File spoon-archives/nietzsche.archive/nietzsche_2000/nietzsche.0006, message 17

Date: Tue, 13 Jun 2000 16:19:31 -0700 (PDT)
Subject: Re: Question..

On Tue, 13 Jun 2000 10:10:26 +0500,

>  Michal Klincewicz wrote:
>  > 
>  > I always had the feeling that the eternal recurrence constituted a
>  > Nietzschean cosmology/ethic. Please, bear with me on this.
>  > 
>  > If time is to be assumed to be an indefinitely long series (a
progression ad
>  > infinitum) then a return to an identical 'moment' is inevitable.
>  > Furthermore, an infinite number of these identical moments is contained
>  > the indefinite series. This sounds like the eternal accurrance to me. I
>  > speculate that N. believed this to be the state of the cosmos, and
>  > consequently assumed that not only identical persons in identical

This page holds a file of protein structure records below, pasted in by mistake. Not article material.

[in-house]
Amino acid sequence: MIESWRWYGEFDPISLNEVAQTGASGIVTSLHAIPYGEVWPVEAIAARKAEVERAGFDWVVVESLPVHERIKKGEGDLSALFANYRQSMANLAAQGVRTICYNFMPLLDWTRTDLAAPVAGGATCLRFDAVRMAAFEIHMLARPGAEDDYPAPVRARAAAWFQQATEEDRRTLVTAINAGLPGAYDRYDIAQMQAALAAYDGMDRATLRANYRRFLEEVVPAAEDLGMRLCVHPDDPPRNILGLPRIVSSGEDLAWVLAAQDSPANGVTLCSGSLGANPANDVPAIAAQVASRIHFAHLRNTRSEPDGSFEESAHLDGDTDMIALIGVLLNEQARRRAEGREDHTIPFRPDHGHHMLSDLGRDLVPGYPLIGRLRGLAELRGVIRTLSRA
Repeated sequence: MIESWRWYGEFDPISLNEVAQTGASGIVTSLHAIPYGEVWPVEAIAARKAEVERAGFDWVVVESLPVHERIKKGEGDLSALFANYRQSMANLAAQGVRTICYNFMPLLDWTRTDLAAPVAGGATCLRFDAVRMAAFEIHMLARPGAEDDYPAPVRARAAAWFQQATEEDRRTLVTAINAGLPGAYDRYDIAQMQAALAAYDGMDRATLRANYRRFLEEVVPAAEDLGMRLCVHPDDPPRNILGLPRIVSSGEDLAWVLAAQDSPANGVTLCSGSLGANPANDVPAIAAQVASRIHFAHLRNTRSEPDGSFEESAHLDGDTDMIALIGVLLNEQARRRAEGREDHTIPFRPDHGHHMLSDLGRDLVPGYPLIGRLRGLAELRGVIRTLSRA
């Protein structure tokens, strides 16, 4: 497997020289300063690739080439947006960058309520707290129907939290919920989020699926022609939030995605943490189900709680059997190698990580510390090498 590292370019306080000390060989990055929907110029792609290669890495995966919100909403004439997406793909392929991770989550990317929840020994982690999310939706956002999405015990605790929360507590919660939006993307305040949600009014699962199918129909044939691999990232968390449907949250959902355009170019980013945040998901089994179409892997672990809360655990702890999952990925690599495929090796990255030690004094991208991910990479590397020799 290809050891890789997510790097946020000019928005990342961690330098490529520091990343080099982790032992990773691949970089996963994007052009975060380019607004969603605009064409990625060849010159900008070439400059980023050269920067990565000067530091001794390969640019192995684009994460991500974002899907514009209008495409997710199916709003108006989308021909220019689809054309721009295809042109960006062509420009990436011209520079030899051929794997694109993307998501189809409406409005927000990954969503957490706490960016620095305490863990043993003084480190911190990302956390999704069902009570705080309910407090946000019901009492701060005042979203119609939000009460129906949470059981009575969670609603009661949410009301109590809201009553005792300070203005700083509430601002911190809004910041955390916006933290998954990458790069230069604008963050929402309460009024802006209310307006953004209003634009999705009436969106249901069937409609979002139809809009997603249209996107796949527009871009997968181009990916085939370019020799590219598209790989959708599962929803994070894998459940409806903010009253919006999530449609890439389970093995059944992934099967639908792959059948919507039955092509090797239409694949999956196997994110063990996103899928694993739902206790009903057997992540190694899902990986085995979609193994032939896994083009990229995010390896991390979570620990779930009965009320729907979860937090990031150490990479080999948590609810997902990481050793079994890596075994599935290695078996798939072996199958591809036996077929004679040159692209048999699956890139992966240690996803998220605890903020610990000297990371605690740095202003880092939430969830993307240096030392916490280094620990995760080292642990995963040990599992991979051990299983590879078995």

>  > circumstances will inevitably come about in it but that they will also
>  > the same silly, sheepish things all over.  Thus, this cosmology
>  > a sort of an ethical prerogative to get a hold of one's 'self' and
start to
>  > be self-creative. If every moment is infinite, then to do otherwise is
>  > grievious waste of time, hmm?
>  > Whaddaya think? I am just throwing some stones out there.
>  > -m
>  > 
>  >
Why has no one thought of Einstein's theory of curved space-time. Clearly
that indicates that, since time is curved, and anything curved comes back
onto itself, that everything eventually comes around to repeating itself.
COuldn't Nietzsche's theory be an anticipation of Einstein's theory of
curved space-time?

Troy Camplin

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